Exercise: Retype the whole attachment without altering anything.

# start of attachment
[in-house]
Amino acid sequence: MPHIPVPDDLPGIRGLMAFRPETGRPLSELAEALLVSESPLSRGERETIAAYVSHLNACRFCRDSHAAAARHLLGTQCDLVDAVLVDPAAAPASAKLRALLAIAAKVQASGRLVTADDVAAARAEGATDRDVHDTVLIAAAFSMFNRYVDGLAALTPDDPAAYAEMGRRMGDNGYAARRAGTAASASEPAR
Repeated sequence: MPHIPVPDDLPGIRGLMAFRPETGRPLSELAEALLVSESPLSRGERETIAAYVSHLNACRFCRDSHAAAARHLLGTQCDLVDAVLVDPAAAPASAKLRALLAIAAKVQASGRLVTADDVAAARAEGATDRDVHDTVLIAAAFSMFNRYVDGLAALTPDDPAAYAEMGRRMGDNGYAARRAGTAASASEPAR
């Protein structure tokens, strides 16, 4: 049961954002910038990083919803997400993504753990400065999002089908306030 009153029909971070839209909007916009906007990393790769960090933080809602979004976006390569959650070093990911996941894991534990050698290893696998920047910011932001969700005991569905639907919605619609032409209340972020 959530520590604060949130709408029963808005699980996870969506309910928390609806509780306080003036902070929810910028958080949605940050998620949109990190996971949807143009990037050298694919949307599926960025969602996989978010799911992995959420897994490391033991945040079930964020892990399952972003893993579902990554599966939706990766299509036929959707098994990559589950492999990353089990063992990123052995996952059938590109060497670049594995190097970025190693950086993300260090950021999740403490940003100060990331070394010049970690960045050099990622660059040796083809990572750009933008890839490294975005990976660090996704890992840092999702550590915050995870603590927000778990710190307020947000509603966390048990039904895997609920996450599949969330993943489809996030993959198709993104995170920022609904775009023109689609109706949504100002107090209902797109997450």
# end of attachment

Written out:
[in-house]
Amino acid sequence: MPHIPVPDDLPGIRGLMAFRPETGRPLSELAEALLVSESPLSRGERETIAAYVSHLNACRFCRDSHAAAARHLLGTQCDLVDAVLVDPAAAPASAKLRALLAIAAKVQASGRLVTADDVAAARAEGATDRDVHDTVLIAAAFSMFNRYVDGLAALTPDDPAAYAEMGRRMGDNGYAARRAGTAASASEPAR
Repeated sequence: MPHIPVPDDLPGIRGLMAFRPETGRPLSELAEALLVSESPLSRGERETIAAYVSHLNACRFCRDSHAAAARHLLGTQCDLVDAVLVDPAAAPASAKLRALLAIAAKVQASGRLVTADDVAAARAEGATDRDVHDTVLIAAAFSMFNRYVDGLAALTPDDPAAYAEMGRRMGDNGYAARRAGTAASASEPAR
């Protein structure tokens, strides 16, 4: 049961954002910038990083919803997400993504753990400065999002089908306030 009153029909971070839209909007916009906007990393790769960090933080809602979004976006390569959650070093990911996941894991534990050698290893696998920047910011932001969700005991569905639907919605619609032409209340972020 959530520590604060949130709408029963808005699980996870969506309910928390609806509780306080003036902070929810910028958080949605940050998620949109990190996971949807143009990037050298694919949307599926960025969602996989978010799911992995959420897994490391033991945040079930964020892990399952972003893993579902990554599966939706990766299509036929959707098994990559589950492999990353089990063992990123052995996952059938590109060497670049594995190097970025190693950086993300260090950021999740403490940003100060990331070394010049970690960045050099990622660059040796083809990572750009933008890839490294975005990976660090996704890992840092999702550590915050995870603590927000778990710190307020947000509603966390048990039904895997609920996450599949969330993943489809996030993959198709993104995170920022609904775009023109689609109706949504100002107090209902797109997450």